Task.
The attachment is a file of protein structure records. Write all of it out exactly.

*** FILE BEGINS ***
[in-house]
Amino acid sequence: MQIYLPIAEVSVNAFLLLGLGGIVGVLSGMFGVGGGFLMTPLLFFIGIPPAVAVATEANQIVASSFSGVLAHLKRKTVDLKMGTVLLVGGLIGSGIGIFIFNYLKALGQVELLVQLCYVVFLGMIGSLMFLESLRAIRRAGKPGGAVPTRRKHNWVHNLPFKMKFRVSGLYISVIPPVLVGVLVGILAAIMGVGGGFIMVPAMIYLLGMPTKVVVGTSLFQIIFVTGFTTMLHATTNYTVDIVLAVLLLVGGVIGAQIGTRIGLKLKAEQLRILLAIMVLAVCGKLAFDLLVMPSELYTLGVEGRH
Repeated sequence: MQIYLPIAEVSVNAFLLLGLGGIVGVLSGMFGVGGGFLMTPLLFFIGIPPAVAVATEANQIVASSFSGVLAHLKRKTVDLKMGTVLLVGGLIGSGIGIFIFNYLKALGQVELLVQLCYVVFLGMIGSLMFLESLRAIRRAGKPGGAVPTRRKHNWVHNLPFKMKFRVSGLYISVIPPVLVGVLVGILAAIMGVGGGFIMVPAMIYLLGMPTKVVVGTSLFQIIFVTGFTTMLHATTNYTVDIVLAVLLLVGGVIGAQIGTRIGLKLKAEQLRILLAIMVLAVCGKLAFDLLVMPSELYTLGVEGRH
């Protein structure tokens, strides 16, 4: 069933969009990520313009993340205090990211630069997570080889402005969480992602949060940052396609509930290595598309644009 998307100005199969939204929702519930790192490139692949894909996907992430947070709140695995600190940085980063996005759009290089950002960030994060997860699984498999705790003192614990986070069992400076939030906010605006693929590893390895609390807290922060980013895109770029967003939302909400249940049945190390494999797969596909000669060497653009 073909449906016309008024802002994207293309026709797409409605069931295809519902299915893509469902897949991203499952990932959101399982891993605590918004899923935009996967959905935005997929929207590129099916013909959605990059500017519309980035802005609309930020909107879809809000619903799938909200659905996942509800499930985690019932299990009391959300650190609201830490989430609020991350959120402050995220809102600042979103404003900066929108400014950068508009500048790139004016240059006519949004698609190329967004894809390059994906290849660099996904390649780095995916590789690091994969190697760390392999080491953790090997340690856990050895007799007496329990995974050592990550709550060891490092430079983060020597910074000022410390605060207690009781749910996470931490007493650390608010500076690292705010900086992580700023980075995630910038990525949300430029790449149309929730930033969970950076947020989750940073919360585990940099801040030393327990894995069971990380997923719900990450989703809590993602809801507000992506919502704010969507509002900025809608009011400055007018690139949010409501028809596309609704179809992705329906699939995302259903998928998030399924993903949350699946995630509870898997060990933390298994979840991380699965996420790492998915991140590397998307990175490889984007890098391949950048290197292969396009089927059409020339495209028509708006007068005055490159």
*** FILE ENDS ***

[in-house]
Amino acid sequence: MQIYLPIAEVSVNAFLLLGLGGIVGVLSGMFGVGGGFLMTPLLFFIGIPPAVAVATEANQIVASSFSGVLAHLKRKTVDLKMGTVLLVGGLIGSGIGIFIFNYLKALGQVELLVQLCYVVFLGMIGSLMFLESLRAIRRAGKPGGAVPTRRKHNWVHNLPFKMKFRVSGLYISVIPPVLVGVLVGILAAIMGVGGGFIMVPAMIYLLGMPTKVVVGTSLFQIIFVTGFTTMLHATTNYTVDIVLAVLLLVGGVIGAQIGTRIGLKLKAEQLRILLAIMVLAVCGKLAFDLLVMPSELYTLGVEGRH
Repeated sequence: MQIYLPIAEVSVNAFLLLGLGGIVGVLSGMFGVGGGFLMTPLLFFIGIPPAVAVATEANQIVASSFSGVLAHLKRKTVDLKMGTVLLVGGLIGSGIGIFIFNYLKALGQVELLVQLCYVVFLGMIGSLMFLESLRAIRRAGKPGGAVPTRRKHNWVHNLPFKMKFRVSGLYISVIPPVLVGVLVGILAAIMGVGGGFIMVPAMIYLLGMPTKVVVGTSLFQIIFVTGFTTMLHATTNYTVDIVLAVLLLVGGVIGAQIGTRIGLKLKAEQLRILLAIMVLAVCGKLAFDLLVMPSELYTLGVEGRH
């Protein structure tokens, strides 16, 4: 069933969009990520313009993340205090990211630069997570080889402005969480992602949060940052396609509930290595598309644009 998307100005199969939204929702519930790192490139692949894909996907992430947070709140695995600190940085980063996005759009290089950002960030994060997860699984498999705790003192614990986070069992400076939030906010605006693929590893390895609390807290922060980013895109770029967003939302909400249940049945190390494999797969596909000669060497653009 073909449906016309008024802002994207293309026709797409409605069931295809519902299915893509469902897949991203499952990932959101399982891993605590918004899923935009996967959905935005997929929207590129099916013909959605990059500017519309980035802005609309930020909107879809809000619903799938909200659905996942509800499930985690019932299990009391959300650190609201830490989430609020991350959120402050995220809102600042979103404003900066929108400014950068508009500048790139004016240059006519949004698609190329967004894809390059994906290849660099996904390649780095995916590789690091994969190697760390392999080491953790090997340690856990050895007799007496329990995974050592990550709550060891490092430079983060020597910074000022410390605060207690009781749910996470931490007493650390608010500076690292705010900086992580700023980075995630910038990525949300430029790449149309929730930033969970950076947020989750940073919360585990940099801040030393327990894995069971990380997923719900990450989703809590993602809801507000992506919502704010969507509002900025809608009011400055007018690139949010409501028809596309609704179809992705329906699939995302259903998928998030399924993903949350699946995630509870898997060990933390298994979840991380699965996420790492998915991140590397998307990175490889984007890098391949950048290197292969396009089927059409020339495209028509708006007068005055490159």